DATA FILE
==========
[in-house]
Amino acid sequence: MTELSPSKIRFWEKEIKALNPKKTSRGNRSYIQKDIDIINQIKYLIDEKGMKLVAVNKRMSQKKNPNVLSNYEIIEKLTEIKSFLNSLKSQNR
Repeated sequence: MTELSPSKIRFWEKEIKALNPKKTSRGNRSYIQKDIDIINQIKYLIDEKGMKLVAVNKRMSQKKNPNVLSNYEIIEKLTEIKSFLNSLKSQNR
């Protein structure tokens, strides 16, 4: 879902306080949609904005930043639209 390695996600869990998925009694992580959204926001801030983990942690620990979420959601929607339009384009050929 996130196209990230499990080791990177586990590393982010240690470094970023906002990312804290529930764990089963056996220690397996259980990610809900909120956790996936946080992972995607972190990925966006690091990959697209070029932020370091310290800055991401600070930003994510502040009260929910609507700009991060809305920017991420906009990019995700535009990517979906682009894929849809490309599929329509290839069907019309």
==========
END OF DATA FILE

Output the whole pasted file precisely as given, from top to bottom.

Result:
[in-house]
Amino acid sequence: MTELSPSKIRFWEKEIKALNPKKTSRGNRSYIQKDIDIINQIKYLIDEKGMKLVAVNKRMSQKKNPNVLSNYEIIEKLTEIKSFLNSLKSQNR
Repeated sequence: MTELSPSKIRFWEKEIKALNPKKTSRGNRSYIQKDIDIINQIKYLIDEKGMKLVAVNKRMSQKKNPNVLSNYEIIEKLTEIKSFLNSLKSQNR
């Protein structure tokens, strides 16, 4: 879902306080949609904005930043639209 390695996600869990998925009694992580959204926001801030983990942690620990979420959601929607339009384009050929 996130196209990230499990080791990177586990590393982010240690470094970023906002990312804290529930764990089963056996220690397996259980990610809900909120956790996936946080992972995607972190990925966006690091990959697209070029932020370091310290800055991401600070930003994510502040009260929910609507700009991060809305920017991420906009990019995700535009990517979906682009894929849809490309599929329509290839069907019309």